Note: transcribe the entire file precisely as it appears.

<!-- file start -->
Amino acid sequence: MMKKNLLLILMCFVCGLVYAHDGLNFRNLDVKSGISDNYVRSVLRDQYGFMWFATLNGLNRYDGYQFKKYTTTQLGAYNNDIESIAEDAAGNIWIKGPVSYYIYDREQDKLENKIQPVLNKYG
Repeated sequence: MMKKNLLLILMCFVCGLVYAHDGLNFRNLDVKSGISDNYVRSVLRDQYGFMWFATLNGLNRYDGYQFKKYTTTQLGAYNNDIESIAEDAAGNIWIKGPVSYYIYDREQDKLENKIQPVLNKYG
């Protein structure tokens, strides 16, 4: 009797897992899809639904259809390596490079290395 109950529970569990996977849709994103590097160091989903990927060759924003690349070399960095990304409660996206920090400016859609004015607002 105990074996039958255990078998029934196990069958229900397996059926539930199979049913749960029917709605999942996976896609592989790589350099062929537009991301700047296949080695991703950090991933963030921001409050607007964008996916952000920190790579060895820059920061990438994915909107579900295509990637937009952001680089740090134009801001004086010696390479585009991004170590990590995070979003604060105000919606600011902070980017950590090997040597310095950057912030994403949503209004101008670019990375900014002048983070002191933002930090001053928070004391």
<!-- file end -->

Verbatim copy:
Amino acid sequence: MMKKNLLLILMCFVCGLVYAHDGLNFRNLDVKSGISDNYVRSVLRDQYGFMWFATLNGLNRYDGYQFKKYTTTQLGAYNNDIESIAEDAAGNIWIKGPVSYYIYDREQDKLENKIQPVLNKYG
Repeated sequence: MMKKNLLLILMCFVCGLVYAHDGLNFRNLDVKSGISDNYVRSVLRDQYGFMWFATLNGLNRYDGYQFKKYTTTQLGAYNNDIESIAEDAAGNIWIKGPVSYYIYDREQDKLENKIQPVLNKYG
């Protein structure tokens, strides 16, 4: 009797897992899809639904259809390596490079290395 109950529970569990996977849709994103590097160091989903990927060759924003690349070399960095990304409660996206920090400016859609004015607002 105990074996039958255990078998029934196990069958229900397996059926539930199979049913749960029917709605999942996976896609592989790589350099062929537009991301700047296949080695991703950090991933963030921001409050607007964008996916952000920190790579060895820059920061990438994915909107579900295509990637937009952001680089740090134009801001004086010696390479585009991004170590990590995070979003604060105000919606600011902070980017950590090997040597310095950057912030994403949503209004101008670019990375900014002048983070002191933002930090001053928070004391």